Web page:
Table of Contents: December 2006

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Vol. 102 No. 12  

COVER STORY

The Day the Flu Vaccine Ran Out
Physicians were promised there would be enough influenza vaccine for every patient who wanted a flu shot this winter, but the 2006-07 flu season was barely under way when doctors across Texas began complaining they weren't getting all the vaccine they ordered. Federal officials say there's not really a shortage; it's a shipping issue.

By Erin Prather 

LEGISLATIVE AFFAIRS

Begging for Shekels
Once again, physicians' Medicare fees are scheduled to be cut unless Congress permanently replaces the funding formula with one that reflects reality. And once again, it appears Congress will opt for a temporary fix at best.

By Ken Ortolon 

LAW

Volunteers Protected
State and federal laws shield physicians from liability when they volunteer to treat disaster victims, like last year's Hurricane Katrina evacuees, or when they volunteer for charitable organizations. But the protection is valid only if the physician doesn't get paid.

By Erin Prather 

SCIENCE

Painful Marks
Forcing doctors to use a Texas Department of Public Safety form to prescribe Schedule II drugs needs to stop if Texas is to improve its mediocre national ranking in pain treatment, pain care advocates say. Getting rid of the intimidating form is one of the goals of the Texas Pain Summit held by TMA and other organizations this summer.

By Ken Ortolon 

MEDICAL ECONOMICS

Someone's Watching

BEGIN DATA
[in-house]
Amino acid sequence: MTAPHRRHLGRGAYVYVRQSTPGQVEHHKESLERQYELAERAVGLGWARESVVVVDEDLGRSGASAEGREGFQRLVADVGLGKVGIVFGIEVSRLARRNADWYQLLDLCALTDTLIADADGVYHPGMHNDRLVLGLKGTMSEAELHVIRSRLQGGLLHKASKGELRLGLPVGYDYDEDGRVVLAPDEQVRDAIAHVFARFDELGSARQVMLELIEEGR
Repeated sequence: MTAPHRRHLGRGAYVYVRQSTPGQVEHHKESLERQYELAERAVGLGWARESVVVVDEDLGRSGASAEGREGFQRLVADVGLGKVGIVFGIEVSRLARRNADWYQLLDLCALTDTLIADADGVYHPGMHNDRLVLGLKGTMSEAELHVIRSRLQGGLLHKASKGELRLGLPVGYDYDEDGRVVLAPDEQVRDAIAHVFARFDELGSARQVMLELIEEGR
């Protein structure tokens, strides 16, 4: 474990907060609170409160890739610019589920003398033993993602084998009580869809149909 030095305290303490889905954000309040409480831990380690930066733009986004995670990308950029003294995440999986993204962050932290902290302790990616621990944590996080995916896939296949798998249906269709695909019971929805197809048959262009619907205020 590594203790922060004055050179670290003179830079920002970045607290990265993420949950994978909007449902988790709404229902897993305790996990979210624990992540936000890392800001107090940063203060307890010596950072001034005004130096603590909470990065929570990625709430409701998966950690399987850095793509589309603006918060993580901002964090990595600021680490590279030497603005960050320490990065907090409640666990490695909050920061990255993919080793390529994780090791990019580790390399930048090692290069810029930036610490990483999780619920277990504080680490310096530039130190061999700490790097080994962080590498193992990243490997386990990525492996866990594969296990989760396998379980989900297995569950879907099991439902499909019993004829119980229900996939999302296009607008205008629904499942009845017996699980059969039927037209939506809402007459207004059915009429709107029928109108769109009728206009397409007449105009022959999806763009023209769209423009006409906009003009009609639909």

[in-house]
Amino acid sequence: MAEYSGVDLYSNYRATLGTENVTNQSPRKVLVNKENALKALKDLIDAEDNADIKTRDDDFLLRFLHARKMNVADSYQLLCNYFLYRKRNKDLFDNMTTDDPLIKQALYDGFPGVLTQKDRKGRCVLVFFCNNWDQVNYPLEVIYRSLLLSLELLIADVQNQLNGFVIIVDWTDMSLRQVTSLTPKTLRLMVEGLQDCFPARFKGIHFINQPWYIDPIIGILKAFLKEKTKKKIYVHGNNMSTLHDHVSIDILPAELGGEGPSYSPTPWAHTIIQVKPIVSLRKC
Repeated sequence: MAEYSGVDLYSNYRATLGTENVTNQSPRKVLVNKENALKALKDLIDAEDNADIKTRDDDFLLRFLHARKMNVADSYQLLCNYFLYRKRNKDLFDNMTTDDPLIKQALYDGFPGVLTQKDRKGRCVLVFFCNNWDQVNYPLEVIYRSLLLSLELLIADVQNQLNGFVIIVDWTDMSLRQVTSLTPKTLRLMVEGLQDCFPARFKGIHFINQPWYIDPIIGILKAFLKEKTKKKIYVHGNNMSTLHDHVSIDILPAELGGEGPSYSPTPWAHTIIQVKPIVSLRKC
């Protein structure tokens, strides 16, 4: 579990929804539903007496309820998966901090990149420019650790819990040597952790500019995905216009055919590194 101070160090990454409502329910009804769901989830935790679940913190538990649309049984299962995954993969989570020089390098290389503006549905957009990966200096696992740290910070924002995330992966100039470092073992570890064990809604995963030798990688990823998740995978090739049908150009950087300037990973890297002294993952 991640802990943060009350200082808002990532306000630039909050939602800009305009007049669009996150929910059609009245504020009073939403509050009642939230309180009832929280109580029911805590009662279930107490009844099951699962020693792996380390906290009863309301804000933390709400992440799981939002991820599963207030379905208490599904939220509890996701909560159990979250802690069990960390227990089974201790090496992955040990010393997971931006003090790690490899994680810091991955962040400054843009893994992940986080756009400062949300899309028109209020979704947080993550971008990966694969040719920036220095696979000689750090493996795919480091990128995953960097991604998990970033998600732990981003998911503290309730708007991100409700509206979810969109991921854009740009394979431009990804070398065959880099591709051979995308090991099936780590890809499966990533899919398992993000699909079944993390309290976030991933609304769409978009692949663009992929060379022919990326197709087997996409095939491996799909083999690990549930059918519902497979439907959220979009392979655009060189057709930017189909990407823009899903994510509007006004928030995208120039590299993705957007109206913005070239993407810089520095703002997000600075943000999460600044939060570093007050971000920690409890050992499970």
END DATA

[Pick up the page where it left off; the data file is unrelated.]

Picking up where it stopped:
Want to find out if your practice is meeting your patients' expectations? Try a mystery shopper. Mystery shopping is becoming popular in health care as patients have more choices. TMA Physician Services offers a mystery shopping service.

By Ken Ortolon 

TRUSTED LEADER

The Father of Aerobics Is Still at It
Kenneth Cooper, MD, MPH, the father of aerobics, is still going strong at 75. He's dedicated his career to exploring the relationship between exercise, health, and longevity. As the nation's obesity crisis worsens, his work is more pertinent than ever.

By Erin Prather 

ROUNDS

TMA Endorses Perry HIT Partnership
Aetna Modifier 57 Claims Resubmission Begins Jan. 1
CDC Says More Texas Kids Vaccinated Last Year
Retail Clinics Bad Idea for Kids' Health, AAP Says
Locum Tenens Physician Demand Increases
No Changes Needed for Most Medicare Part D Beneficiaries
Ask the TMA Knowledge Center 

MANAGING YOUR PRACTICE

Avoid a HIPAA Surprise
Make sure you know how your insurance companies handle the Health Insurance Portability and Accountability Act of 1996 regulation that allows them to deny coverage for patients injured in what the insurer considers a dangerous activity. Otherwise, they may not cover the patient injured in a potentially hazardous recreational activity.

Modifier 52 and You
Use CPT modifier 52 (Reduced Services) for a service or procedure that is partially reduced or eliminated at your discretion. This is a way of reporting reduced services without disturbing the identification of the basic service. And, include a statement explaining the reduction of the service or procedure. Without it, Medicare will deny the code billed with modifier 52.

LabCorp Replaces Quest
LabCorp will become UnitedHealthcare's national laboratory services provider on Jan. 1, replacing Quest Diagnostics. It will participate with other laboratory providers as part of United's Texas laboratory network. Physicians who now refer UnitedHealthcare, PacifiCare, Secure Horizons, or Evercare patients or their lab specimens to Quest Diagnostics must begin using LabCorp or another participating lab on Jan. 1. 

JOURNAL

Factors Associated With Reported Parental Knowledge of Children's School Backpack Contents in Central Texas (abstract)

By   Samuel N. Forjuoh, MD, MPH, DrPH; John A. Schuchmann, MD; and Saundra Mason, BSN, RN 

DEPARTMENTS

Medical Student Report
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Information for Authors
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